St Stephen's Church and Church Court (Sint
Stevenskerk & Kerkhof in Dutch) lies in the heart of the oldest part
of the city of Nijmegen, which is in the south-eastern Netherlands
on the River Waal. Nijmegen itself is probably the oldest city in
the Netherlands. It was first recorded as a Roman settlement by the
name of Ulpia Noviomagus Batavorum, and eventually became an important Frankish city,
which is when the church was first built, in the seventh century.
The city was later the capital of the duchy of
Guelders, and has remained part of Gelderland ever since. The
present church was consecrated in 1273 by Albertus Magnus and for a
long time it was the only parish church here. Construction and
rebuilding work continued until the sixteenth century. In 1591
Nijmegen was conquered by troops of the Protestant republic of
the Netherlands, taking it out of the hands of the Spanish
Habsburgs, but it mostly remained a Catholic city.
During the nineteenth and twentieth centuries, many
new Catholic churches were built in the city. On 22 February 1944,
Nijmegen was heavily damaged by Allied planes when they bombed
the historic city centre, destroying several churches and severely
damaging St Stephen's. Later that year Nijmegen was the scene of
heavy fighting as the Allies secured the bridges across the Waal.
St Stephen's was restored after the war, but with brick instead of stone.
St Nicholas Chapel (Sint Nikolas Kapel)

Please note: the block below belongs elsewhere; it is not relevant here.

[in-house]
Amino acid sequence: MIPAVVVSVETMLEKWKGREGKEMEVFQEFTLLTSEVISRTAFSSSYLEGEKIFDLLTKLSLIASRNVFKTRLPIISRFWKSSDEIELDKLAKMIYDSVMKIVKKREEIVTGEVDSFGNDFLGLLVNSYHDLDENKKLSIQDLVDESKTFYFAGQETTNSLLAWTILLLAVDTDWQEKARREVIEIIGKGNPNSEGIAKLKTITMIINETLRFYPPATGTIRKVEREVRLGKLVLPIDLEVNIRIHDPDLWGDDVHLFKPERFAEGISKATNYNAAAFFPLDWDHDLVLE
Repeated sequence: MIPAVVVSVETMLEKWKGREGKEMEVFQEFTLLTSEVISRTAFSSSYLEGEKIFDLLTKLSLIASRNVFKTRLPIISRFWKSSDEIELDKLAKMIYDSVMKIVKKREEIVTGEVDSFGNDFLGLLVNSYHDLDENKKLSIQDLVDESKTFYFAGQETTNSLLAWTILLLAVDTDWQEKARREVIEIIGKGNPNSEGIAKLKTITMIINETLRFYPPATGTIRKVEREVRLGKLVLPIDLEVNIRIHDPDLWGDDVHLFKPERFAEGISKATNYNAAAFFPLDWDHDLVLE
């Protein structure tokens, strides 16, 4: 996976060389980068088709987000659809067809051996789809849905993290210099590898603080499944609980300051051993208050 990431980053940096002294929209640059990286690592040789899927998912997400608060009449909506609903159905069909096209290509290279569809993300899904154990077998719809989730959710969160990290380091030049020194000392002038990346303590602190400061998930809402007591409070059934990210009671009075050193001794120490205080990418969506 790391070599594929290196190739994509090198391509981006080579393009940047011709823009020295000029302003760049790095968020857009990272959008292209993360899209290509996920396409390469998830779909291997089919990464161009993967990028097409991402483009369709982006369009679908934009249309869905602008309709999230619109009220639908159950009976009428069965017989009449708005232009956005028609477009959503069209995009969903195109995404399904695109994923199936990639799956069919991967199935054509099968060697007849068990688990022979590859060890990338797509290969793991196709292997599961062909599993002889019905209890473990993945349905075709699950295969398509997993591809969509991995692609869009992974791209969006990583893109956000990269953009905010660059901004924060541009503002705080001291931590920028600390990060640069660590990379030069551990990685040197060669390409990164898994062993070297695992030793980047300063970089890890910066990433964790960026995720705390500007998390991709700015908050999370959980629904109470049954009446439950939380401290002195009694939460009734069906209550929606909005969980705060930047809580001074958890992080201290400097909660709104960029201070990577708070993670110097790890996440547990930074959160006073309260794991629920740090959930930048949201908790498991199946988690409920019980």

overlooks the main crossing over the Waal. The Frankish emperor,
Charlemagne, made sure his empire extended far into what is now the
Netherlands in the late eighth century, and he built a castle on the
hill at the north-eastern corner of the city, but this was later
destroyed by Vikings. Emperor Frederick Barbarossa built a new
castle on the hill in 1155. In its construction, material was used
from what remained of Charlemagne's castle.
The sixteen-sided St Nikolas Kapel was originally
a smaller copy of the chapel of Charlemagne's palace in Aachen, and
its style has greatly influenced Dutch church-building. For a long
time it was thought that it dated to the late eighth century, but it
is now believed to have been built no earlier than the eleventh
century, still making it one of the country's oldest buildings. The
oldest section is at the front, while other sections carry changes
made in Romanesque and Gothic styles.
The Valkhof Castle Chapel was partially
saved from demolition at the last moment, as a reminder, and is
known as the Barbarossa ruin. It consists of the remains of the
Romanesque choir from the castle's twelfth century chapel. In 1796
the Valkhof castle ('Falcon's Court') was sold by the province's
administration to be used as building materials, also raising vital
funds for them, and was demolished by 1798. All that was saved were
the two chapels.